It is definitely a case of "no decorations, don't knock" in our town. There are a couple of streets that are renowned for decorations including light shows and amazing special effects in the way some are for Christmas lights.

sunseeker Sat 02-Nov-19 09:03:41

I live in a small village, an email was sent asking which people would like children to call. I replied saying I would - no-one came! I will now have to eat it myself - it's a tough job but someone has to do it grin

shysal Sat 02-Nov-19 10:00:10

In recent years I have provided mainly non-edible treats such as fruit scented pens, erasers, glow sticks and hair accessories. They come in cheap multi-packs from Poundland or on line. I therefore don't have the temptaion of left-over sweets to be used up. I love chatting to the children who politely wish me Happy Hallowe'en, no mention of trick or treat. Last year I counted 69 individuals but this time only 51, mostly accompanied by parents.

Mapleleaf Sat 02-Nov-19 10:24:26

We only had one ring of the doorbell this year - the first time in several years.

fizzers Sat 02-Nov-19 11:04:43

two lots of two children, I think most of them went to an organised party, however, I have a large bowl of sweets left that I don't like!

Hetty58 Sat 02-Nov-19 11:10:13

My neighbour said that they don't always come to the door. He didn't know that you have to display something (pumpkin, spider in web, ghost, etc.) to indicate that they're welcome!

My sweets were all gone by 6.30 pm so I took in the decorations and turned off the porch light - no more callers!

grannyactivist Sun 03-Nov-19 10:38:57

Where I live it’s mostly the younger children who knock on doors and always with their parents or in a group supervised by an adult.

Children of junior school age and older go either to a brilliant ‘bright and light’ party run by one of the local churches or to something very similar run by the local youth centre. Both of the organised events are incredibly well resourced and the children have a whale of a time.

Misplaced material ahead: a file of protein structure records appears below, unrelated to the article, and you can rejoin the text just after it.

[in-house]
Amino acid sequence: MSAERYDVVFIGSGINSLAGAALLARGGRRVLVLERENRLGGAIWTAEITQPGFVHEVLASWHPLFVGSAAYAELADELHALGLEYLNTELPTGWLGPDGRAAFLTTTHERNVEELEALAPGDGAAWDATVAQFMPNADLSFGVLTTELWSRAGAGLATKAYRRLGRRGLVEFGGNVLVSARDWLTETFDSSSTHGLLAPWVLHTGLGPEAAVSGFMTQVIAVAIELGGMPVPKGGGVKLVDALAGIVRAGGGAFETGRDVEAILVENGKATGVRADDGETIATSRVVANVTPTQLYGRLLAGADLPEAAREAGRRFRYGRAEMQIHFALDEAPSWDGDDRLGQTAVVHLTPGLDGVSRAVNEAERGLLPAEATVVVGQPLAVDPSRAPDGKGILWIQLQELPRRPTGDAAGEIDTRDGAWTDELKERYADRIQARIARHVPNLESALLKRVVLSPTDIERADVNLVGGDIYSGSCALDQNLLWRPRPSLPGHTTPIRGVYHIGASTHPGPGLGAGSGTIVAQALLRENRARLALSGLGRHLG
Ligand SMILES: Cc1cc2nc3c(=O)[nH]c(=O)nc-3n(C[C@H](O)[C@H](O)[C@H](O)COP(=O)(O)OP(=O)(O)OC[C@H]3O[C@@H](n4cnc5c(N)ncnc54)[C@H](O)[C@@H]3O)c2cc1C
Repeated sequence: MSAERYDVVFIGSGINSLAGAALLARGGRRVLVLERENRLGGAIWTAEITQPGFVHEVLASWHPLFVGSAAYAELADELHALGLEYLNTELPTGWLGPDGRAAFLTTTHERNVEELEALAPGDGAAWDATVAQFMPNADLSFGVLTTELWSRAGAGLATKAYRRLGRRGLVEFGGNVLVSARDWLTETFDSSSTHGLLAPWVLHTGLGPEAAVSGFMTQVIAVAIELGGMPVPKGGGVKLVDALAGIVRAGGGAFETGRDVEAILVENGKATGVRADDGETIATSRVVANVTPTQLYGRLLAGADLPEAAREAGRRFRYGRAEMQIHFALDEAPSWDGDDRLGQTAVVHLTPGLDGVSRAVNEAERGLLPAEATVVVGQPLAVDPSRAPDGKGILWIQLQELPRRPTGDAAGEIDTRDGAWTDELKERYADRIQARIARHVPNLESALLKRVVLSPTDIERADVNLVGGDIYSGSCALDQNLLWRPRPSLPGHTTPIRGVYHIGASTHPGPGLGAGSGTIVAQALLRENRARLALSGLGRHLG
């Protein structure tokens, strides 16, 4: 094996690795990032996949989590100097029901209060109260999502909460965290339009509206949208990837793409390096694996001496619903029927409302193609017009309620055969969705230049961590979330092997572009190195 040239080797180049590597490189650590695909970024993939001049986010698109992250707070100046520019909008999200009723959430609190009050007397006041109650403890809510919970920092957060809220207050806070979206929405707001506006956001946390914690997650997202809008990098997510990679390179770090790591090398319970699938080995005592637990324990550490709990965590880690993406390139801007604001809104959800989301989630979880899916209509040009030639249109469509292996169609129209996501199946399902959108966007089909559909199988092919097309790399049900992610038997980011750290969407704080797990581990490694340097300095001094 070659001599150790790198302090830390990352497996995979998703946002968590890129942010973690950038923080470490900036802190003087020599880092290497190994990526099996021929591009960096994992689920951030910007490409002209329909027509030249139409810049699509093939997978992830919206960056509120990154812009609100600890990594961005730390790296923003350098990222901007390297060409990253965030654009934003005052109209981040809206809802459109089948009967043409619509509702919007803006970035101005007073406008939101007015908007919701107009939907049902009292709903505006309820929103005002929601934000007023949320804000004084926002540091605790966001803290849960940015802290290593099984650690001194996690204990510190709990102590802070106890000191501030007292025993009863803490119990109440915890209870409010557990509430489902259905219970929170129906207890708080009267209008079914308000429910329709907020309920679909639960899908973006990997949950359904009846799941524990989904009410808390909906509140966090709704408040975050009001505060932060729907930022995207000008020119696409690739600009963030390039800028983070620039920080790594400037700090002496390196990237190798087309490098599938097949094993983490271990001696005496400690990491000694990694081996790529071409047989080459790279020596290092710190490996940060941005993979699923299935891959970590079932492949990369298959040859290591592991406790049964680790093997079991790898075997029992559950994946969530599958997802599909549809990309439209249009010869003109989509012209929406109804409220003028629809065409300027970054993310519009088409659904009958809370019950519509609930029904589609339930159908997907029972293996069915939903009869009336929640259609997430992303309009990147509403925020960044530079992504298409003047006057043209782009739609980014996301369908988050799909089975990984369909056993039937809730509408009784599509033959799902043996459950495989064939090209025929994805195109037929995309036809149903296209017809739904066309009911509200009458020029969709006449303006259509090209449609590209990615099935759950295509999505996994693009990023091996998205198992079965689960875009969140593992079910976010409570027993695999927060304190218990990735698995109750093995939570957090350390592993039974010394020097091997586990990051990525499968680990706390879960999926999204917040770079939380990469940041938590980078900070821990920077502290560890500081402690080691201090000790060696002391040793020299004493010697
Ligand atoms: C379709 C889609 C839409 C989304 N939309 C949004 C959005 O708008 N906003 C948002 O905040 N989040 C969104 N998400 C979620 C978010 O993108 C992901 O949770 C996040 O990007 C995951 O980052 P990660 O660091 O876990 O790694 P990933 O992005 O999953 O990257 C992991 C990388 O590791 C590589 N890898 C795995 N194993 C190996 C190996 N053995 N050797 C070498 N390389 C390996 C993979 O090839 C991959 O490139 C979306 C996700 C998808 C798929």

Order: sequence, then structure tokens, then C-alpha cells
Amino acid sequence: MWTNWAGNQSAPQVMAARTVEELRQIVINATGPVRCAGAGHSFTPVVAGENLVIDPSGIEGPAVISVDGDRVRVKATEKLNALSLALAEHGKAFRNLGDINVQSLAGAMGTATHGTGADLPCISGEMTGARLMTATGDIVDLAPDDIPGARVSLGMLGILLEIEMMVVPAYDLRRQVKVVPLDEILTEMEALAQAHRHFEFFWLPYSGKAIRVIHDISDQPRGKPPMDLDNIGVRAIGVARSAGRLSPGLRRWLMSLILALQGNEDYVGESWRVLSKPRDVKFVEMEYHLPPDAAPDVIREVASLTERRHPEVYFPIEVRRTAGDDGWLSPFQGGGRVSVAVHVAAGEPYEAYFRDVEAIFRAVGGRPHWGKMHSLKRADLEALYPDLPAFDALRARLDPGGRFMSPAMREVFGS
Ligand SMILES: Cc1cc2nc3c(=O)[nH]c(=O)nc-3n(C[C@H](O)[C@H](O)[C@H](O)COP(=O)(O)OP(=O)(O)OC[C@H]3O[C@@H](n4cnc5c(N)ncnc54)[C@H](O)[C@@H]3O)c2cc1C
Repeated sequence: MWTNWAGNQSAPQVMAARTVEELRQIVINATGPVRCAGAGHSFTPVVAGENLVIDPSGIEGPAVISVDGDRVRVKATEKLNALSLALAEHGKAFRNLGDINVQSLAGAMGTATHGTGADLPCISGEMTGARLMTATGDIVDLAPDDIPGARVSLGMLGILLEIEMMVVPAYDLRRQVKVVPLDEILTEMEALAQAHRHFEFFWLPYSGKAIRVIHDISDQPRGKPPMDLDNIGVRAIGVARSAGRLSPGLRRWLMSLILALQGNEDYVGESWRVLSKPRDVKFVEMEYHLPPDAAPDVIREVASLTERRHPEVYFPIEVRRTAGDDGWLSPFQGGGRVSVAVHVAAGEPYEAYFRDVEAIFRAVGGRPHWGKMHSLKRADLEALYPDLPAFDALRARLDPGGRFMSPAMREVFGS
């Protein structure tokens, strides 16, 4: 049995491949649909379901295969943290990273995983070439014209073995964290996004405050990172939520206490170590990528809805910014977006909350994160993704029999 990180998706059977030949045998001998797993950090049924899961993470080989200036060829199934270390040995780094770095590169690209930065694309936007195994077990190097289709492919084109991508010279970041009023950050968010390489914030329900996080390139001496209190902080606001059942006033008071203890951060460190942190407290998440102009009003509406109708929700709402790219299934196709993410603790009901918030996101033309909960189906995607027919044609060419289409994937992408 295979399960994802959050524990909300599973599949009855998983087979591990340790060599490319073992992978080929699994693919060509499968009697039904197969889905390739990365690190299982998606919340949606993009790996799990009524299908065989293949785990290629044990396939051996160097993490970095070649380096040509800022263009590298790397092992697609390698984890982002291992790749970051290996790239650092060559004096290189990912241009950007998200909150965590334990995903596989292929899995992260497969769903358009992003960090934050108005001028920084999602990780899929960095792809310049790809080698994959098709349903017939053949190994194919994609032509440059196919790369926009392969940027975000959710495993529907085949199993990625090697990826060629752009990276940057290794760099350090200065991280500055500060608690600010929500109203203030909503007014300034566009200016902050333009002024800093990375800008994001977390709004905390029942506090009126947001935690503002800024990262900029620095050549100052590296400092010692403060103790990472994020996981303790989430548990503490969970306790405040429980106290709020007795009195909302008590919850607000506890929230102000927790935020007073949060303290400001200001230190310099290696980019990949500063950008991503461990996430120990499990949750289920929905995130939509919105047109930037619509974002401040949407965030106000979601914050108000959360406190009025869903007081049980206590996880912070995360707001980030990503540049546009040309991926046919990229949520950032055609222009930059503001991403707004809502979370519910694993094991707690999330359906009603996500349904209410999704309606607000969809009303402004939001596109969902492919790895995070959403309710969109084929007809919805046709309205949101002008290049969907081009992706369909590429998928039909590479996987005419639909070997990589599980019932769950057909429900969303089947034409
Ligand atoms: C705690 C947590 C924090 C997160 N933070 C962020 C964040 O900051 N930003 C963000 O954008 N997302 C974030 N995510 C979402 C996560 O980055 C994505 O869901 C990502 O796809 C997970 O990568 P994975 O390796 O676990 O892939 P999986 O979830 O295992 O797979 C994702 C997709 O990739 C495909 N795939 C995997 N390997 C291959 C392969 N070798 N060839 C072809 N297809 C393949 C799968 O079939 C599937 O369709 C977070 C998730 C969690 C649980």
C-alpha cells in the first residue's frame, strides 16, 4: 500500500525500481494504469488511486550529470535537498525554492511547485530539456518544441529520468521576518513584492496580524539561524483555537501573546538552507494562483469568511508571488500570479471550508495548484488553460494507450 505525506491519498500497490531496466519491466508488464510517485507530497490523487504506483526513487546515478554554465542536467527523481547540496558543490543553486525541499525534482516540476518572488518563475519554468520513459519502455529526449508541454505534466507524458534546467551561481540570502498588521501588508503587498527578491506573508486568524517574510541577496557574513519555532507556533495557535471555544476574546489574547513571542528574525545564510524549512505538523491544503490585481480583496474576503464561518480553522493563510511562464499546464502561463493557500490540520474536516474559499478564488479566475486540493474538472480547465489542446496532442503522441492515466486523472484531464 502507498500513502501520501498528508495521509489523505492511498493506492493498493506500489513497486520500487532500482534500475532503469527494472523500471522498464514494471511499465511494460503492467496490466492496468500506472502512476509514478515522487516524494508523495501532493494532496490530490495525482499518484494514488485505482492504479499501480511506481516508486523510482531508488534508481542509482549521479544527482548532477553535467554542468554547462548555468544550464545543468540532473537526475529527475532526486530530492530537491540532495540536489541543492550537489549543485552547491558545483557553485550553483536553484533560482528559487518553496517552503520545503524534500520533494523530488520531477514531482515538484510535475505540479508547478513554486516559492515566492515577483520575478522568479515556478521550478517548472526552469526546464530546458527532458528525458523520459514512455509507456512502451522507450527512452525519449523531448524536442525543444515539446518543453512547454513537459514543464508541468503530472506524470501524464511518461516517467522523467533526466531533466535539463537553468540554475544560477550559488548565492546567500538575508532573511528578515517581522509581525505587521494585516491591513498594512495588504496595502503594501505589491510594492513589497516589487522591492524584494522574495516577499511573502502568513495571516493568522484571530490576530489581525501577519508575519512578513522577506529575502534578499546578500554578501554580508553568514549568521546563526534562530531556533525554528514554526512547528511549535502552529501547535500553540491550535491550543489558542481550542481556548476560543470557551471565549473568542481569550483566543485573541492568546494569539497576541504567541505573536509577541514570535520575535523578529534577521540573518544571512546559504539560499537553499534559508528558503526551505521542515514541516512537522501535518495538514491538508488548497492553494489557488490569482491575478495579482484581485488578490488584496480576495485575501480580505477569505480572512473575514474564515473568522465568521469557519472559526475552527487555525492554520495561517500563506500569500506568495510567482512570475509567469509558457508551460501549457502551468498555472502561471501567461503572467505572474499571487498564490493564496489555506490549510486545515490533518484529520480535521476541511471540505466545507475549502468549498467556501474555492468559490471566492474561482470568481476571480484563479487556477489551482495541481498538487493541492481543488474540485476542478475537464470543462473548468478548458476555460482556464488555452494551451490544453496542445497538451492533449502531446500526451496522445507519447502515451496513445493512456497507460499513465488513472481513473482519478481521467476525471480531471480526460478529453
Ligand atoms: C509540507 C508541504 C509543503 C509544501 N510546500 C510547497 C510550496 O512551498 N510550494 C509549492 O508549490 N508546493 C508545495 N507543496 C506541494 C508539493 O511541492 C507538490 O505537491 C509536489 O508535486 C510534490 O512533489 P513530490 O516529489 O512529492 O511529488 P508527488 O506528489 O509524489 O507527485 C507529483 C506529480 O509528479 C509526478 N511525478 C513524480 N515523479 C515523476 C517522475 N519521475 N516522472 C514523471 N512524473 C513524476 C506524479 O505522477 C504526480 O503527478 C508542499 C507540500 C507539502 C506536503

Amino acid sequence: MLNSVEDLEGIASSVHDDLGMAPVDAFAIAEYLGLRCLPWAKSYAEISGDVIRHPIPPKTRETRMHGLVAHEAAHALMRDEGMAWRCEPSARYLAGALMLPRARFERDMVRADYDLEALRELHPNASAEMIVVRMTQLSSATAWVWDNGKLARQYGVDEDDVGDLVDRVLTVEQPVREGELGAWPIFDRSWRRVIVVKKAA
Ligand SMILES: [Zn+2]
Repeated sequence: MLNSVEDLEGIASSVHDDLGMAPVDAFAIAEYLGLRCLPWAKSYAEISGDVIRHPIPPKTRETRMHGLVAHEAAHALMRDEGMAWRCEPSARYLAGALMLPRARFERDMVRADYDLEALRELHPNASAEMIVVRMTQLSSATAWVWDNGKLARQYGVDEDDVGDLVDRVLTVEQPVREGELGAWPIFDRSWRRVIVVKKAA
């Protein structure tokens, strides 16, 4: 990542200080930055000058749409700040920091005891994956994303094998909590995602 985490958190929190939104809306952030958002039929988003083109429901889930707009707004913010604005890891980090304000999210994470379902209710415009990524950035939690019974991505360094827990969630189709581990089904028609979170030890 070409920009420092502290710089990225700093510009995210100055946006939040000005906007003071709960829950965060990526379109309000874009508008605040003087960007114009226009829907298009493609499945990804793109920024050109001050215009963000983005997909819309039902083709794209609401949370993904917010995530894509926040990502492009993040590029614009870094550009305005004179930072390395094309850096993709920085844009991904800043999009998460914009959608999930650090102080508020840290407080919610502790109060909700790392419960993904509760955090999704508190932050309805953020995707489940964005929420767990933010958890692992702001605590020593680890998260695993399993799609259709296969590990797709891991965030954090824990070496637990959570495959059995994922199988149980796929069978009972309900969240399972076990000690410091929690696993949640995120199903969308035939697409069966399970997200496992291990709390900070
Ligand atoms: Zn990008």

EllanVannin Sun 03-Nov-19 10:47:31

My door remained firmly locked !

Reading the local newspaper this morning it reported that a man in an ugly mask along with two other thugs entered a woman's house and burgled the place.

Jane10 Sun 03-Nov-19 11:19:19

We don't have 'trick or treating' just guisers. They have to do a performance, usually a little song or poem, or sometimes a joke. It's up to the householders whether or not it's been good enough to be rewarded with some form of goody.
Halloween decorations as bought in shops is just commercialisation and we don't fall for that.
It's noticeable that these days guisers are often accompanied by parents hiding discreetly. Perfectly understandable.
The number of guisers seems to wax and wane as they grow up and new ones become old enough to do it.

Marilla Sun 03-Nov-19 12:01:31

In Scotland it was called going out on Goloshens and you had to recite a poem, sing a song or tell a joke to earn a sweetie.
Now we live in England, our first Halloween visitors looked horrified when I asked them what they were going to ‘do’.

In local villages here, it seems customary to decorate your house or light a pumpkin to let the children know they are welcome to come to the door. It seems to work well.

Jane10 Sun 03-Nov-19 16:19:45

Erm Marilla- we live in Scotland! 'Goloshans' must be a regional variation. Were you maybe in Fife or Highland? At least it wasn't Americanised trick or treating!!

mrswoo Sun 03-Nov-19 16:47:56

Jane10 Goloshans is a Halloween festival in Inverclyde. I think it’s mainly Greenock based

Greyduster Sun 03-Nov-19 17:20:34

Very sparse callers this year. We had two lots of three. They helped themselves very politely, and then one little one changed his mind, stating “Erm, I don’t really like these ones!” so he was allowed to dip again! The remainder of the Skittles, mini Mars Bars and Milky Ways were taken to junior football this morning and offered to the players.

Namsnanny Mon 04-Nov-19 16:45:15

We put up outside Christmas lights early, then switch them in for Halloween so children know they will be welcomed. Then off again until December.
Also out a pumpkin near the gate with a caldron filled with sweets. They don’t knock thengrin.
Fill it up periodically.
All works out ok.
I know it’s all a bit commercial but little uns love being out in the dark!!

M0nica Mon 04-Nov-19 17:03:15

The rule round here - and where DGC live 200 miles away is,that if you are prepared to take part in the trick or treating, you have a pumpkin, real or imitation, with a lit candle in it.

This year I dispensed the treats at the front door while DGC and parent were out tricking or treating. There were a fair number of them, but it was all over by 7.30.

SirChenjin Mon 04-Nov-19 17:40:56

Guisers round here too - and lots of them! I think that will have been DC3's last year which is quite sad to think, but there are plenty of young children in the area so we'll have a few more years of fun and games yet smile

On the plus side, the streets no longer smell of burnt turnip as they did when we were young and DH and I don't have to carve a lantern using a hammer and chisel and our parents did!